The International Energy Conservation Code (IECC) is an international standard developed through a consensus-based public process every three years. Each new published version achieves a higher efficiency in the built environment. The most-recent version of the IECC for 2021 is expected to have a 10% savings over the 2018 IECC. The IECC is known for addressing the energy-efficient design of buildings and innovation of the codes while protecting the health and safety of the public. 

Development and adoption of the energy codes can be instrumental in achieving Nevada’s climate goals. The IECC is developed on a triennial schedule through a fair, robust process that includes building officials, national builders, state government officials, and others that are responsible for the adoption of the codes. During the 2021 IECC development and adoption process, the Nevada Governor’s Office of Energy (GOE) participated along with the Nevada Division of Environmental Protection (NDEP) in the public comment hearings in Las Vegas and the online vote. Both processes requiring voting members to qualify under the International Code Council Policies as defined in Council Policy 28.

Pursuant to NRS 701, the GOE must adopt the most recently published version of the IECC or provide reason against the adoption of the standard. Upon each publication and adoption, the GOE is required to submit a statement to the U.S. Department of Energy (DOE) identifying the analysis conducted and whether the version was adopted in the state. In 2017, the GOE adopted regulations that authorized the automatic adoption of the most-recent IECC on a triennial basis.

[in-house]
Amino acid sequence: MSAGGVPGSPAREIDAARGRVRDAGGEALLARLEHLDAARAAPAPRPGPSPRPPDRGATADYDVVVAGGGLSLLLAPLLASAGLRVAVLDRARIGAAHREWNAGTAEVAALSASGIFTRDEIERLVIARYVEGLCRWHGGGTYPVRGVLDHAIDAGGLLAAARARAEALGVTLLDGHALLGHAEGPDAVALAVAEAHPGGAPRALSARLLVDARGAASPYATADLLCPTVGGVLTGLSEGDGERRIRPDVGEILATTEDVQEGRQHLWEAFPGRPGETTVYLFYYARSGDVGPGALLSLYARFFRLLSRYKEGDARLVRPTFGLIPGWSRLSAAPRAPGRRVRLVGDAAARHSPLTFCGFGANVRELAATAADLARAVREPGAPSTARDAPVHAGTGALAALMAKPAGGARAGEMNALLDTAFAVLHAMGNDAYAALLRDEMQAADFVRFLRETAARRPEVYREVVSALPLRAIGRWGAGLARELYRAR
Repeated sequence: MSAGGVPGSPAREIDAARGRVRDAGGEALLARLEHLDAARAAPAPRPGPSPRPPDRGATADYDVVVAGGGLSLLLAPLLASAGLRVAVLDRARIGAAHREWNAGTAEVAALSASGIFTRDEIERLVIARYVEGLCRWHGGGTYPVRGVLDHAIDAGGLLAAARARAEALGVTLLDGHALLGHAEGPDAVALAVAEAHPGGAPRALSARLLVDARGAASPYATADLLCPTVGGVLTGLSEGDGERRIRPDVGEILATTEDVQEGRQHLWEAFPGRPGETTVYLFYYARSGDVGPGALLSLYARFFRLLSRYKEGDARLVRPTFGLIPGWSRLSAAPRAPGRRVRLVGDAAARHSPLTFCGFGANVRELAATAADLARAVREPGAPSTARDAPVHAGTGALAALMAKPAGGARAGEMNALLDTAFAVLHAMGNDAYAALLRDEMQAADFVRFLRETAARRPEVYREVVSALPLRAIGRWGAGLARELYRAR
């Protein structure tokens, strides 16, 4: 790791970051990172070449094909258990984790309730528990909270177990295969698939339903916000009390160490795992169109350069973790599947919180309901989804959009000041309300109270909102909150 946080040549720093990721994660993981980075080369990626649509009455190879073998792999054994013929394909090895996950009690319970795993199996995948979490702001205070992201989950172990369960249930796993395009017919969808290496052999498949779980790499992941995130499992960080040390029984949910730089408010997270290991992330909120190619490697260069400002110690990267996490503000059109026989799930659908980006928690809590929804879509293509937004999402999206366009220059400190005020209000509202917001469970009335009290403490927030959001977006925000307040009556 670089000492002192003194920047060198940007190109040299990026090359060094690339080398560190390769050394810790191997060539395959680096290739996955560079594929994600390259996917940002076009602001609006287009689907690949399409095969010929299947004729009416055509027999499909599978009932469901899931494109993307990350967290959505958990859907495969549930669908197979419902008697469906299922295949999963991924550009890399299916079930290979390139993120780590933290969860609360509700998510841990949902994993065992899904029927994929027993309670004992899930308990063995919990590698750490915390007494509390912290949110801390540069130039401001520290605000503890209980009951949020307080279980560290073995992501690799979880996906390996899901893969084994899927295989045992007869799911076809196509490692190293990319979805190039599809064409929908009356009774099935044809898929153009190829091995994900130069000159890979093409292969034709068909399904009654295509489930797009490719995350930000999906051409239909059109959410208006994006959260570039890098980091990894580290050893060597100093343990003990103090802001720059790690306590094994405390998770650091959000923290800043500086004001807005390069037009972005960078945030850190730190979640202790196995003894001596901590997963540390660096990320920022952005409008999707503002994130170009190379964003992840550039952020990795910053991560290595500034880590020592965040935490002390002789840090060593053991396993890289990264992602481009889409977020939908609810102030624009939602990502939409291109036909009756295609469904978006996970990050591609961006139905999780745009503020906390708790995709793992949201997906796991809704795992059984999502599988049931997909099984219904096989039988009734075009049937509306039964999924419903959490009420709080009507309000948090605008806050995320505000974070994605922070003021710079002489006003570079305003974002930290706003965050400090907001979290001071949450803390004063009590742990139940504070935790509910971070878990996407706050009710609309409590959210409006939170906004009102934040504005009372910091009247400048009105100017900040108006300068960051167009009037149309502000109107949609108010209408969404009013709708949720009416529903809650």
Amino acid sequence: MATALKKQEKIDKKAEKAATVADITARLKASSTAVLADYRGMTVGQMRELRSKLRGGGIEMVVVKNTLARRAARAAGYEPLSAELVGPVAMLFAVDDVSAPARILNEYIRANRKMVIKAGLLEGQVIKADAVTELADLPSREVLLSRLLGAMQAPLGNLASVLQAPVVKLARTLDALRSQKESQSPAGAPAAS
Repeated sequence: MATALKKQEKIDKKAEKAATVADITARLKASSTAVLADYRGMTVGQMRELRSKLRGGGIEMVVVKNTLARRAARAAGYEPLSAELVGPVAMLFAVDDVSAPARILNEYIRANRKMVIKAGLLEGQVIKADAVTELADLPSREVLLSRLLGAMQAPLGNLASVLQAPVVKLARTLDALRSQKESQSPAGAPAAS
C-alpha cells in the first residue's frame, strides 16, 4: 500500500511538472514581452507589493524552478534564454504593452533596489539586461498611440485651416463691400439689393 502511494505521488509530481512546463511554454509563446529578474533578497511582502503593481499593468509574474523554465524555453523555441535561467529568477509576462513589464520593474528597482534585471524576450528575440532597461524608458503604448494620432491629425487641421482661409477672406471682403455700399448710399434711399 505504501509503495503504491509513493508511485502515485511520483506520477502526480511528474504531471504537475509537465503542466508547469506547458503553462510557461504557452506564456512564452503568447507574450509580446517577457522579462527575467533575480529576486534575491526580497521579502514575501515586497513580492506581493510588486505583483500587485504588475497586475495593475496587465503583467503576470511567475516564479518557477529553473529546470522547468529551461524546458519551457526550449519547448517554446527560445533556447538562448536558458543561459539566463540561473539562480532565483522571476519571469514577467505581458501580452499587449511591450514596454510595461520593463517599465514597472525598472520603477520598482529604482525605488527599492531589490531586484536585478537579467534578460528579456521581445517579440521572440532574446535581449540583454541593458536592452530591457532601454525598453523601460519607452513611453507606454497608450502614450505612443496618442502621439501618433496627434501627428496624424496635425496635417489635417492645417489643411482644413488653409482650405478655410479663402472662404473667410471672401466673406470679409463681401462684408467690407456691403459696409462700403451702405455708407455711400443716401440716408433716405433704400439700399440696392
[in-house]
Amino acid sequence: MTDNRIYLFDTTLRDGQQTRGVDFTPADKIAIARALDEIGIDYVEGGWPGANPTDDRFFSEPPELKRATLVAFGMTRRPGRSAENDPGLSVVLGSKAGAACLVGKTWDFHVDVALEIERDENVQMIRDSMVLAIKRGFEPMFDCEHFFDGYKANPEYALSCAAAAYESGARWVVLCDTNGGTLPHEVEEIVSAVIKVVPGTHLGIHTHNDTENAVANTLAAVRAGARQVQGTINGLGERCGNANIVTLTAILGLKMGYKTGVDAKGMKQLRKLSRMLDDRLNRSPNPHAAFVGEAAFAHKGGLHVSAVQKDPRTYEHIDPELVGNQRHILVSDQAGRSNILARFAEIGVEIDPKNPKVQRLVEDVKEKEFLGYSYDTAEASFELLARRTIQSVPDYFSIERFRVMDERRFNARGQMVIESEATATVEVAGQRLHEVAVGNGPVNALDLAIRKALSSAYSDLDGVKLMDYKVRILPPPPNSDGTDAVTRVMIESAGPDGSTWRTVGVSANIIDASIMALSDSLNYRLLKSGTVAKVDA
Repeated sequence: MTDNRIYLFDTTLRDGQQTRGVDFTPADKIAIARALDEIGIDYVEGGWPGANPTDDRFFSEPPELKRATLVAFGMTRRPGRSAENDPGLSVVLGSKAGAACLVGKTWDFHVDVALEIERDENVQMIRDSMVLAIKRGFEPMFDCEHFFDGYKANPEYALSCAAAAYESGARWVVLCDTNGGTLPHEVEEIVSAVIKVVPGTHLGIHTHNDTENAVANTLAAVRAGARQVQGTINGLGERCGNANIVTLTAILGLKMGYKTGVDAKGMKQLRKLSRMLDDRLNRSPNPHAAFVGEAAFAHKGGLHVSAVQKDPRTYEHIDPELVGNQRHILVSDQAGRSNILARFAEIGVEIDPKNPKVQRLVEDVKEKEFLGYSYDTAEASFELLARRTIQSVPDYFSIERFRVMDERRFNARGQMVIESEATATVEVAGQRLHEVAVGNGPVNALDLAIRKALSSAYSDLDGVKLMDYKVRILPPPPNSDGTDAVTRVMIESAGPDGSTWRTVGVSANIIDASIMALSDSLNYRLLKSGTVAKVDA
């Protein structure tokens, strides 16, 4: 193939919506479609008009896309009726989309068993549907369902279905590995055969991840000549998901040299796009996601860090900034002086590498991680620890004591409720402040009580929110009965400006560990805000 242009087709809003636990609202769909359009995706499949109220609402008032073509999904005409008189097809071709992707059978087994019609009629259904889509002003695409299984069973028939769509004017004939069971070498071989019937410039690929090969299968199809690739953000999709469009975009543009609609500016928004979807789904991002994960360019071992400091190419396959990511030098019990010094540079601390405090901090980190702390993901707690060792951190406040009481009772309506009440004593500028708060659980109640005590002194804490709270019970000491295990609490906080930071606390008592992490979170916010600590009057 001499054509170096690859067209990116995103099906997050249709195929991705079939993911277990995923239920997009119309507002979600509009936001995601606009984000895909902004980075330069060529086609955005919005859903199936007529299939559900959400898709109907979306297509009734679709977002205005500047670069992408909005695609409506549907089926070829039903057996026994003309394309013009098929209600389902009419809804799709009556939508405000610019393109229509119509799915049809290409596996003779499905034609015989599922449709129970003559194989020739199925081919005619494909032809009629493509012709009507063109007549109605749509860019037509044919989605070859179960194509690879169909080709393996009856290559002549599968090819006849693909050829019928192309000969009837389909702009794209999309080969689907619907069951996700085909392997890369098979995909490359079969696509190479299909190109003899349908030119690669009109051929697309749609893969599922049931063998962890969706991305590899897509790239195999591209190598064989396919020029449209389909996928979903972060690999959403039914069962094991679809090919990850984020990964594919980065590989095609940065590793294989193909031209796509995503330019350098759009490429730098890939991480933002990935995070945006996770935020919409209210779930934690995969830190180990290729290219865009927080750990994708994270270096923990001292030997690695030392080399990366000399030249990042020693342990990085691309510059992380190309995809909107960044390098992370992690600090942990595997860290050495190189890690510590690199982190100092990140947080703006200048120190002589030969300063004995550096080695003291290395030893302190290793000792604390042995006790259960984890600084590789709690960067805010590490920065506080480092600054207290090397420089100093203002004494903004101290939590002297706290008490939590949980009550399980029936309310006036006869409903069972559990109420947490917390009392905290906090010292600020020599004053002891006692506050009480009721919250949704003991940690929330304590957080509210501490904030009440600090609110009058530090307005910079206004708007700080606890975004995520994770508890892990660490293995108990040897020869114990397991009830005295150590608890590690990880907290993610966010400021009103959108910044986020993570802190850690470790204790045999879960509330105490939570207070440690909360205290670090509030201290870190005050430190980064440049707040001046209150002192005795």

Energy codes are projected to save U.S. homes and businesses $126 billion between 2012 and 2040. These numbers were calculated with the assumption that new, updated codes would continue to be adopted

In order to effectuate change in the built environment, the adoption of the IECC as it is published allows Nevada to support robust, strong energy codes that continue to improve and provide affordable, comfortable, safe, and innovative residences and businesses to all Nevadans. To increase the efficiency of the built environment, states have also adopted above-code programs, which provide incentives for local jurisdictions to adopt the current code with amendments to increase the efficiency by a certain percentage.

Currently in Nevada, the GOE adopts the IECC for subsequent incorporation by local governments. However, this is done on a cycle that is incongruent with the adoption at the state level. Some jurisdictions have not adopted an energy code at all, while others have adopted the 2018 IECC as shown in Figure 1.

Figure 1. IECC Code Adoption in Nevada. (Data from IECC)

Figure 1. IECC Code Adoption in Nevada. (Data from IECC)


The DOE is required by federal statute (42 U.S.C. 6833) to determine if the newly published version of the standard would achieve greater efficiency in buildings when compared to the previous version. Quantifying greenhouse gas (GHG) reductions through the adoption and implementation of the 2021 IECC has not been done. However, previous determinations have concluded that a 5.1% savings in the 2018 IECC over the 2015 IECC was achieved. Based on the EPA’s AVERT tool, this avoided 102,412 lbs of SO2, 107,840 lbs of NOx and 137,570 tons of CO2 (Table 1).

Table 1. Avoided emissions and electricity generation displaced by EE/RE policies and programs as calculated using the EPA AVERT tool.